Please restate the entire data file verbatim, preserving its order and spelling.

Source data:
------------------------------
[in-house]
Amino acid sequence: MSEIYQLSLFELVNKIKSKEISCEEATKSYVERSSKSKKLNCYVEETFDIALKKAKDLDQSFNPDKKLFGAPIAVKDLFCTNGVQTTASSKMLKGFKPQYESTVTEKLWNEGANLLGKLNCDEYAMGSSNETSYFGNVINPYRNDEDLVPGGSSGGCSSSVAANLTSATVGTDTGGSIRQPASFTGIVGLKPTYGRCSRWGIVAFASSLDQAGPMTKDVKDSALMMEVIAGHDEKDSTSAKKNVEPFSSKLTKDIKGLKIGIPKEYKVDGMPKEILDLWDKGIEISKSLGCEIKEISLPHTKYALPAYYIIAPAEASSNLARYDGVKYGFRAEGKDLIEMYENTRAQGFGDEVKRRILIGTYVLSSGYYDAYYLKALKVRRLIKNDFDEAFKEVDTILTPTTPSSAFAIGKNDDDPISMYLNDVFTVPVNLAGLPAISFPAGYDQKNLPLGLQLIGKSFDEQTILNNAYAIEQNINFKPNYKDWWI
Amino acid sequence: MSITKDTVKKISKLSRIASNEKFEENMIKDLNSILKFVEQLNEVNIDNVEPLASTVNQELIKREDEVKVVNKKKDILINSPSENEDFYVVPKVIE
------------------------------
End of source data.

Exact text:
[in-house]
Amino acid sequence: MSEIYQLSLFELVNKIKSKEISCEEATKSYVERSSKSKKLNCYVEETFDIALKKAKDLDQSFNPDKKLFGAPIAVKDLFCTNGVQTTASSKMLKGFKPQYESTVTEKLWNEGANLLGKLNCDEYAMGSSNETSYFGNVINPYRNDEDLVPGGSSGGCSSSVAANLTSATVGTDTGGSIRQPASFTGIVGLKPTYGRCSRWGIVAFASSLDQAGPMTKDVKDSALMMEVIAGHDEKDSTSAKKNVEPFSSKLTKDIKGLKIGIPKEYKVDGMPKEILDLWDKGIEISKSLGCEIKEISLPHTKYALPAYYIIAPAEASSNLARYDGVKYGFRAEGKDLIEMYENTRAQGFGDEVKRRILIGTYVLSSGYYDAYYLKALKVRRLIKNDFDEAFKEVDTILTPTTPSSAFAIGKNDDDPISMYLNDVFTVPVNLAGLPAISFPAGYDQKNLPLGLQLIGKSFDEQTILNNAYAIEQNINFKPNYKDWWI
Amino acid sequence: MSITKDTVKKISKLSRIASNEKFEENMIKDLNSILKFVEQLNEVNIDNVEPLASTVNQELIKREDEVKVVNKKKDILINSPSENEDFYVVPKVIE